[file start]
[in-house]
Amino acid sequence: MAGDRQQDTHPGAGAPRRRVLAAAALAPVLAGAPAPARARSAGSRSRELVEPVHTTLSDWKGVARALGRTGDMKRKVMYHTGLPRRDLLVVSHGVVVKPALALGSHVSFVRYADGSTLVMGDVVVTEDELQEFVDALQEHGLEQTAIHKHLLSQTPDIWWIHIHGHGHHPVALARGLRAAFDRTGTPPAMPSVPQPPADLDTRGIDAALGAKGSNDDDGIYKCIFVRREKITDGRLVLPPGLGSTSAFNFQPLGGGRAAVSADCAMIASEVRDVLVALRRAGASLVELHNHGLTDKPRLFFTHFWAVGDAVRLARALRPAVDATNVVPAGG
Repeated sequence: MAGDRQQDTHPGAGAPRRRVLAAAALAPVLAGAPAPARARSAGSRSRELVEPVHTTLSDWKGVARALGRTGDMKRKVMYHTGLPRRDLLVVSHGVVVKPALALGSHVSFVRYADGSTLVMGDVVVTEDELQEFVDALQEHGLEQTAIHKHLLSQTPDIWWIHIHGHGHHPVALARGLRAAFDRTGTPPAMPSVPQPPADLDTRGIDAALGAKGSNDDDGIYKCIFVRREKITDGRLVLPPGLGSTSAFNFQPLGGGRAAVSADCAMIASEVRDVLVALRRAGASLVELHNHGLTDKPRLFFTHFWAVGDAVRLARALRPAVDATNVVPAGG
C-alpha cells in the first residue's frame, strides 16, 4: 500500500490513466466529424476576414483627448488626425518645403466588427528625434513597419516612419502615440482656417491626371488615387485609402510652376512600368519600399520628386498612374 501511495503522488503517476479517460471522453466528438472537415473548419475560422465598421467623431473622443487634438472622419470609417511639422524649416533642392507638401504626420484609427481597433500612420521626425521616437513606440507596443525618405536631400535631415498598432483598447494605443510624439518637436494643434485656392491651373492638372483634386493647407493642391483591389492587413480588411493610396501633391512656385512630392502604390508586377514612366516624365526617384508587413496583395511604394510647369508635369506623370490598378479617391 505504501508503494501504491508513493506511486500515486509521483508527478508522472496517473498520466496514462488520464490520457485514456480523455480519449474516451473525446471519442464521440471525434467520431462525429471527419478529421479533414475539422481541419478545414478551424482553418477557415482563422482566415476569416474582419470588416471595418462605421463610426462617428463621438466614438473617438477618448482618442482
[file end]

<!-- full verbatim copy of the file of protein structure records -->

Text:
[in-house]
Amino acid sequence: MAGDRQQDTHPGAGAPRRRVLAAAALAPVLAGAPAPARARSAGSRSRELVEPVHTTLSDWKGVARALGRTGDMKRKVMYHTGLPRRDLLVVSHGVVVKPALALGSHVSFVRYADGSTLVMGDVVVTEDELQEFVDALQEHGLEQTAIHKHLLSQTPDIWWIHIHGHGHHPVALARGLRAAFDRTGTPPAMPSVPQPPADLDTRGIDAALGAKGSNDDDGIYKCIFVRREKITDGRLVLPPGLGSTSAFNFQPLGGGRAAVSADCAMIASEVRDVLVALRRAGASLVELHNHGLTDKPRLFFTHFWAVGDAVRLARALRPAVDATNVVPAGG
Repeated sequence: MAGDRQQDTHPGAGAPRRRVLAAAALAPVLAGAPAPARARSAGSRSRELVEPVHTTLSDWKGVARALGRTGDMKRKVMYHTGLPRRDLLVVSHGVVVKPALALGSHVSFVRYADGSTLVMGDVVVTEDELQEFVDALQEHGLEQTAIHKHLLSQTPDIWWIHIHGHGHHPVALARGLRAAFDRTGTPPAMPSVPQPPADLDTRGIDAALGAKGSNDDDGIYKCIFVRREKITDGRLVLPPGLGSTSAFNFQPLGGGRAAVSADCAMIASEVRDVLVALRRAGASLVELHNHGLTDKPRLFFTHFWAVGDAVRLARALRPAVDATNVVPAGG
C-alpha cells in the first residue's frame, strides 16, 4: 500500500490513466466529424476576414483627448488626425518645403466588427528625434513597419516612419502615440482656417491626371488615387485609402510652376512600368519600399520628386498612374 501511495503522488503517476479517460471522453466528438472537415473548419475560422465598421467623431473622443487634438472622419470609417511639422524649416533642392507638401504626420484609427481597433500612420521626425521616437513606440507596443525618405536631400535631415498598432483598447494605443510624439518637436494643434485656392491651373492638372483634386493647407493642391483591389492587413480588411493610396501633391512656385512630392502604390508586377514612366516624365526617384508587413496583395511604394510647369508635369506623370490598378479617391 505504501508503494501504491508513493506511486500515486509521483508527478508522472496517473498520466496514462488520464490520457485514456480523455480519449474516451473525446471519442464521440471525434467520431462525429471527419478529421479533414475539422481541419478545414478551424482553418477557415482563422482566415476569416474582419470588416471595418462605421463610426462617428463621438466614438473617438477618448482618442482